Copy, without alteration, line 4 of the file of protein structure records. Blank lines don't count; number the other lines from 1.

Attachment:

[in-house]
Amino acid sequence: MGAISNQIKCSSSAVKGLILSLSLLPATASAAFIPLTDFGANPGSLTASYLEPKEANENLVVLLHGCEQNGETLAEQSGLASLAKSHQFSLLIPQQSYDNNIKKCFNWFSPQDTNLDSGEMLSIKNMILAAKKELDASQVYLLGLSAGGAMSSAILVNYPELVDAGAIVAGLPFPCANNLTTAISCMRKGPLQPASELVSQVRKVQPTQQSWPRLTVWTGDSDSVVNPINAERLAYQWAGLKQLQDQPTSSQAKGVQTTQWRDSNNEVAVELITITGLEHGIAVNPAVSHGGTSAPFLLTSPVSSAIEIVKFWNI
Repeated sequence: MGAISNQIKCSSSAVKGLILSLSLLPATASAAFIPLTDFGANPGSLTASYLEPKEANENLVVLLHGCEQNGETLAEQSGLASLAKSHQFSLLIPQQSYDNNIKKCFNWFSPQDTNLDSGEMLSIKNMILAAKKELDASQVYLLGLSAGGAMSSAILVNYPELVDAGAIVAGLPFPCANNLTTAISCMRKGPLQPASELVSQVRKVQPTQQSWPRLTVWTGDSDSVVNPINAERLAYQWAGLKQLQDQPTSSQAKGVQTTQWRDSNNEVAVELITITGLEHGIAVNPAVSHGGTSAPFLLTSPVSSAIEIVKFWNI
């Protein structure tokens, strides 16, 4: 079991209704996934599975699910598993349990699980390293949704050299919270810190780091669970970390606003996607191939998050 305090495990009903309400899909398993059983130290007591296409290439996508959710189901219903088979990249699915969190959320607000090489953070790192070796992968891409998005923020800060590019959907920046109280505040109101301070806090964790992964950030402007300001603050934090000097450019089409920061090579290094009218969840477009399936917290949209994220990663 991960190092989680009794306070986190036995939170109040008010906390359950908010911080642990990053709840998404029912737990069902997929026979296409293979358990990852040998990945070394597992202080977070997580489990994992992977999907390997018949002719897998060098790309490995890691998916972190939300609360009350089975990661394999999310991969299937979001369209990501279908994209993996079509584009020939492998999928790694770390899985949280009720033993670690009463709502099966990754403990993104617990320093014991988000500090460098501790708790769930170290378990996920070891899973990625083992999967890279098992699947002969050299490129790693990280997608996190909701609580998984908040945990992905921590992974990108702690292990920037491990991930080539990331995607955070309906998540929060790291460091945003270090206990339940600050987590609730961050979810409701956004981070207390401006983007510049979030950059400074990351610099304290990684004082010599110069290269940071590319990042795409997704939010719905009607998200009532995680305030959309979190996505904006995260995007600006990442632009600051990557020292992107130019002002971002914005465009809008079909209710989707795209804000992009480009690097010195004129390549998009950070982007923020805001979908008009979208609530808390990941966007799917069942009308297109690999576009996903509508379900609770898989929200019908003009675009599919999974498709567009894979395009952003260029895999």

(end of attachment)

């Protein structure tokens, strides 16, 4: 079991209704996934599975699910598993349990699980390293949704050299919270810190780091669970970390606003996607191939998050 305090495990009903309400899909398993059983130290007591296409290439996508959710189901219903088979990249699915969190959320607000090489953070790192070796992968891409998005923020800060590019959907920046109280505040109101301070806090964790992964950030402007300001603050934090000097450019089409920061090579290094009218969840477009399936917290949209994220990663 991960190092989680009794306070986190036995939170109040008010906390359950908010911080642990990053709840998404029912737990069902997929026979296409293979358990990852040998990945070394597992202080977070997580489990994992992977999907390997018949002719897998060098790309490995890691998916972190939300609360009350089975990661394999999310991969299937979001369209990501279908994209993996079509584009020939492998999928790694770390899985949280009720033993670690009463709502099966990754403990993104617990320093014991988000500090460098501790708790769930170290378990996920070891899973990625083992999967890279098992699947002969050299490129790693990280997608996190909701609580998984908040945990992905921590992974990108702690292990920037491990991930080539990331995607955070309906998540929060790291460091945003270090206990339940600050987590609730961050979810409701956004981070207390401006983007510049979030950059400074990351610099304290990684004082010599110069290269940071590319990042795409997704939010719905009607998200009532995680305030959309979190996505904006995260995007600006990442632009600051990557020292992107130019002002971002914005465009809008079909209710989707795209804000992009480009690097010195004129390549998009950070982007923020805001979908008009979208609530808390990941966007799917069942009308297109690999576009996903509508379900609770898989929200019908003009675009599919999974498709567009894979395009952003260029895999």